Brussels, 30 Jun 2006
Preliminary results from an EU-funded project show that the contribution of the aviation sector to global carbon emissions will increase in the coming decades, as increases in total air traffic outstrip improvements in technology.
According to researchers at Manchester Metropolitan University's Centre for Air Transport and the Environment, aviation will account for five per cent of carbon emissions in 2050, compared to just two per cent now.
The scientists created baseline scenarios using traffic predictions from a range of sources, including the International Civil Aviation Organisation. Air traffic levels in 2050 are predicted to be six to eight times higher than those of 2000. Unfortunately, technological solutions to increased pollution are lagging behind the growth of the industry.
'This research confirms that the aviation sector is forecast to make up a considerable proportion of global emissions in the future,' said David Lee, Professor of Atmospheric Science at the MMU. 'The results highlight that the rate of growth of aviation is far outstripping the rate of technological progress and improvements in efficiency.'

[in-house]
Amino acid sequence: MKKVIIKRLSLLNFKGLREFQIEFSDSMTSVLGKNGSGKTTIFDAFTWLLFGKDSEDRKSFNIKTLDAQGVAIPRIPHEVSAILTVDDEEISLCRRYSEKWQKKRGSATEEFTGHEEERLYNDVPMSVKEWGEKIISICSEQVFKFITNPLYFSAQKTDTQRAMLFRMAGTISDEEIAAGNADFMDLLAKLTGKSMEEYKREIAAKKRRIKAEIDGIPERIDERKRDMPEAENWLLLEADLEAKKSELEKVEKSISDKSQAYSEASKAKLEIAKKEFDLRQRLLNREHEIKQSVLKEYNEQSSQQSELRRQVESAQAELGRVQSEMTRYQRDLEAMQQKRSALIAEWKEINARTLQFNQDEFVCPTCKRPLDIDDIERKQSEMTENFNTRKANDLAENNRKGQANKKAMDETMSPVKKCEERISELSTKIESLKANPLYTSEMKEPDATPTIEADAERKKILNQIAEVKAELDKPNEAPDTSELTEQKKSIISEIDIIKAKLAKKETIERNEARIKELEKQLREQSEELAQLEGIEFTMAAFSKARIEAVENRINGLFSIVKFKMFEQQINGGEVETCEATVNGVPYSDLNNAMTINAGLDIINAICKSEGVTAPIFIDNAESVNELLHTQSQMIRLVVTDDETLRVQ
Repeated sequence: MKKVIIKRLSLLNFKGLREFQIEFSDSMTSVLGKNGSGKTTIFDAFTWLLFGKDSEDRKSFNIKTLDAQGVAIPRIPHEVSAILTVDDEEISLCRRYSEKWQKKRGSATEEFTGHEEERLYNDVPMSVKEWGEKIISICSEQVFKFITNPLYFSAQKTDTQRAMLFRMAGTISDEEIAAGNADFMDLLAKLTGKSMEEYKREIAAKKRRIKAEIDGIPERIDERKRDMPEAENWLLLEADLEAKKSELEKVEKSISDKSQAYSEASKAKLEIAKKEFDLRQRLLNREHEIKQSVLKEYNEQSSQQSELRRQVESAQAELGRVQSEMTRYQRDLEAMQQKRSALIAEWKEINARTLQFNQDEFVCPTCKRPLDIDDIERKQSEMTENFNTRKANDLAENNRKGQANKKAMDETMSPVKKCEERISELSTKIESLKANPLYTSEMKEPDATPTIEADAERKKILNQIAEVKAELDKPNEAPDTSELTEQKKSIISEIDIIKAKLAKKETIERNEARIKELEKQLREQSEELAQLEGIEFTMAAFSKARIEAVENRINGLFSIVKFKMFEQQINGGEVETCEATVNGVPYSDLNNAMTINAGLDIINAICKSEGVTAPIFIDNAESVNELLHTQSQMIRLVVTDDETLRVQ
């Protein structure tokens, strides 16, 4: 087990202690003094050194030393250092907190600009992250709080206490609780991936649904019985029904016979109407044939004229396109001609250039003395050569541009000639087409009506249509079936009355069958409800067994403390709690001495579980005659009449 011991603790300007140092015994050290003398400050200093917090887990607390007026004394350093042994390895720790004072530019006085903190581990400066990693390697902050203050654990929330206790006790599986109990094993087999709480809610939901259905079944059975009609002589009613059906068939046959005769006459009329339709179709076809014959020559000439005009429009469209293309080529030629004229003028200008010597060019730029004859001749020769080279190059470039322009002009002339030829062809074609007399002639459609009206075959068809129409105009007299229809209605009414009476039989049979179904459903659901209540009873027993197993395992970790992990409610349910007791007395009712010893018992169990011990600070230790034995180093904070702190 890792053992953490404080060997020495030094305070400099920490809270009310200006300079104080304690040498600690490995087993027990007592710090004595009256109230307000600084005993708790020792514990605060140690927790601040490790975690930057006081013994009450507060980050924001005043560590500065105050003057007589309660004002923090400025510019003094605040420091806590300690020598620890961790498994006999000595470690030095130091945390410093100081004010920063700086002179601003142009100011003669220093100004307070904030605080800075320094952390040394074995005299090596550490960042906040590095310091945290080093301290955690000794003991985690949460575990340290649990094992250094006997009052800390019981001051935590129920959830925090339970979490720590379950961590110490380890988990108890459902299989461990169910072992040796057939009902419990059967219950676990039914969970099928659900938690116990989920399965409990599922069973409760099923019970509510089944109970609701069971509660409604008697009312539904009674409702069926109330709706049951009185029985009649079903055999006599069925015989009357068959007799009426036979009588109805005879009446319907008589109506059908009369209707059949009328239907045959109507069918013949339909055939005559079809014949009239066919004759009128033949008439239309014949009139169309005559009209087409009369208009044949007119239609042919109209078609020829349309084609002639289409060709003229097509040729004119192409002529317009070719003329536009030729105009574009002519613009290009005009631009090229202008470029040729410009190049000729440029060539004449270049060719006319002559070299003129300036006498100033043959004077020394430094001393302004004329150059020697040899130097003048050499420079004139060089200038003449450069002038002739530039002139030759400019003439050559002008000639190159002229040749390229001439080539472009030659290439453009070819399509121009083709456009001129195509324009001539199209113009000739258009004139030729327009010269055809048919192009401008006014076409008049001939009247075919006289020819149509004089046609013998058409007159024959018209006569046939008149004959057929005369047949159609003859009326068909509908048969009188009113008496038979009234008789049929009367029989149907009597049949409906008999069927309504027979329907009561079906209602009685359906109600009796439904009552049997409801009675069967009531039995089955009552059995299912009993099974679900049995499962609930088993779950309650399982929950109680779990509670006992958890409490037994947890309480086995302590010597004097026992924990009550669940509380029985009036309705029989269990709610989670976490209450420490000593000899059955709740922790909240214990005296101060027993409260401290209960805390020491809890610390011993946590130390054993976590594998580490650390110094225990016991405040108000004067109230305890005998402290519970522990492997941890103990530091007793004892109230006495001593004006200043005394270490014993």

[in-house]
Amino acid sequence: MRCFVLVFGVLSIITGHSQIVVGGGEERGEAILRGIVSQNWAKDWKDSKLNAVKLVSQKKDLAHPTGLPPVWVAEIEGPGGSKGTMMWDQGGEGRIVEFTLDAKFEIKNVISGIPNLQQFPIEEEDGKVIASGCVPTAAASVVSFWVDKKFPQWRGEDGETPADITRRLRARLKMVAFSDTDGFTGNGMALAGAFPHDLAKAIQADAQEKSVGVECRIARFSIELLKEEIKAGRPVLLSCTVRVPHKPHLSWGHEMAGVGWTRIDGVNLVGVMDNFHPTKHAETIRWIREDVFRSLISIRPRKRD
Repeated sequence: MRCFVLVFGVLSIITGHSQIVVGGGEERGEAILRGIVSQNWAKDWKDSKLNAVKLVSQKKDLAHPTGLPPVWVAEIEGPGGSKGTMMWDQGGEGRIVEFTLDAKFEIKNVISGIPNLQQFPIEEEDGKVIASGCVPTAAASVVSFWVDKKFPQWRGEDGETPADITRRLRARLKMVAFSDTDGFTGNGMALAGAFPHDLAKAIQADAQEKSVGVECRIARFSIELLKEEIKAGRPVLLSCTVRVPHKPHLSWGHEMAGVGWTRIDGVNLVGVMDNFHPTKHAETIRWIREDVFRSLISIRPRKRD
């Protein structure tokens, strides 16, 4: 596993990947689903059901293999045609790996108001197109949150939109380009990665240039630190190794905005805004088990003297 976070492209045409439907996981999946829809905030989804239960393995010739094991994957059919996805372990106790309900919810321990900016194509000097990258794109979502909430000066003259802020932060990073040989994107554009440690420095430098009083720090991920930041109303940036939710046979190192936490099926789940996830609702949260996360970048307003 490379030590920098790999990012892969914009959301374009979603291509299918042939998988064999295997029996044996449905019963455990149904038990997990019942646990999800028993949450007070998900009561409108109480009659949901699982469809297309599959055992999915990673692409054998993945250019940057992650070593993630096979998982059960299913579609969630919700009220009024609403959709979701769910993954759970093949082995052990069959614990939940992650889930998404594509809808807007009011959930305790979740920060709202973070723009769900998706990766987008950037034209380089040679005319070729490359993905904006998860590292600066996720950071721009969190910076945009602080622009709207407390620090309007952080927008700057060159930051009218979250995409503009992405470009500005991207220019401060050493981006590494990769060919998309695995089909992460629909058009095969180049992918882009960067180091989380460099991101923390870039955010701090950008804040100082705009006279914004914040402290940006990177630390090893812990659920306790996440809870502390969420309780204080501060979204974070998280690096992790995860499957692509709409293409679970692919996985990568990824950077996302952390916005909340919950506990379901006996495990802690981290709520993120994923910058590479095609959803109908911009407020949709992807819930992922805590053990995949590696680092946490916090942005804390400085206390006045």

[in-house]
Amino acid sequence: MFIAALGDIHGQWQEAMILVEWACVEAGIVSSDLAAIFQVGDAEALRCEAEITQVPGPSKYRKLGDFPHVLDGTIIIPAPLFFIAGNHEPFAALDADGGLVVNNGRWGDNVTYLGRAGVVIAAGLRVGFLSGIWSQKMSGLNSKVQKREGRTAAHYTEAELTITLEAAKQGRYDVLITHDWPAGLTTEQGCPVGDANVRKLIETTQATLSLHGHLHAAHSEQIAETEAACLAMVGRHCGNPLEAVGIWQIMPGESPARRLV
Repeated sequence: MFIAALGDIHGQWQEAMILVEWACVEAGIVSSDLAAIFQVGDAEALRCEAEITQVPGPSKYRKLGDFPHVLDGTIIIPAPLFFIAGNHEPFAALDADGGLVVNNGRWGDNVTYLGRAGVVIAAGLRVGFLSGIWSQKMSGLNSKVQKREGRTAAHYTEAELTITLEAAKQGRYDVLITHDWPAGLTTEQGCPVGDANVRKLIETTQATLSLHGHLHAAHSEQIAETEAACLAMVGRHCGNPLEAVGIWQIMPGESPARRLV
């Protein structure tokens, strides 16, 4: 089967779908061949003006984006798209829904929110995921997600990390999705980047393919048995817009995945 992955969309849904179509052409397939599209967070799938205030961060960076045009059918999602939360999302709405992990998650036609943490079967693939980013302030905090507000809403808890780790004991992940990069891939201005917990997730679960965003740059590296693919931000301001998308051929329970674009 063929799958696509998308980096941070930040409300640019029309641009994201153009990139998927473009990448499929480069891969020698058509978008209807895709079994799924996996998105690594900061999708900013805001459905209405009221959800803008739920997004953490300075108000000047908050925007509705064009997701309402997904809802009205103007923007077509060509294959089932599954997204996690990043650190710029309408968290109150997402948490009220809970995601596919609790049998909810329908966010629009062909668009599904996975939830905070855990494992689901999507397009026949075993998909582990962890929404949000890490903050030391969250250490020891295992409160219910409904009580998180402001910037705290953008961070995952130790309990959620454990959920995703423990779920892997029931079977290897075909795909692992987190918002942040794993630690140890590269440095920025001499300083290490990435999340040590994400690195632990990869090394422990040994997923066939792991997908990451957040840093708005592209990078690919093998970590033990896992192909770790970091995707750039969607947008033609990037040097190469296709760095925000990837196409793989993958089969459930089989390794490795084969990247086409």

The research was carried out as part of a wider EU project called QUANTIFY, which aims to determine the relative effects of different modes of transport - road, rail, air and sea - on the climate. The results of the project, which is due to run until 2010, will provide governments and industry with information to help them plan future transport policies.
This latest study only looks at the CO2-related impacts of aviation on the climate, and more research is still needed into the impacts on the climate of other aviation emissions, such as ozone and contrails, which Prof. Lee described as 'potentially more worrying'.
Researchers at the University of Reading recently published a study detailing how night flights have a greater impact on the climate than day flights. Contrails contribute to global warming by trapping energy emitted from the Earth's surface and atmosphere. During the day, this warming effect is partially counterbalanced as the contrails reflect some of the sun's energy back into space. However, this cooling effect only works when the sun is up, while the warming effect is active both day and night. Overall, the researchers found that while night flights account for just one in four flights in the UK, they are responsible for at least 60 per cent of the global warming associated with contrails.
Earlier research by Lee and colleagues also found that flying 2,000 metres below standard altitudes also lead to a reduction in contrails of almost 50 per cent.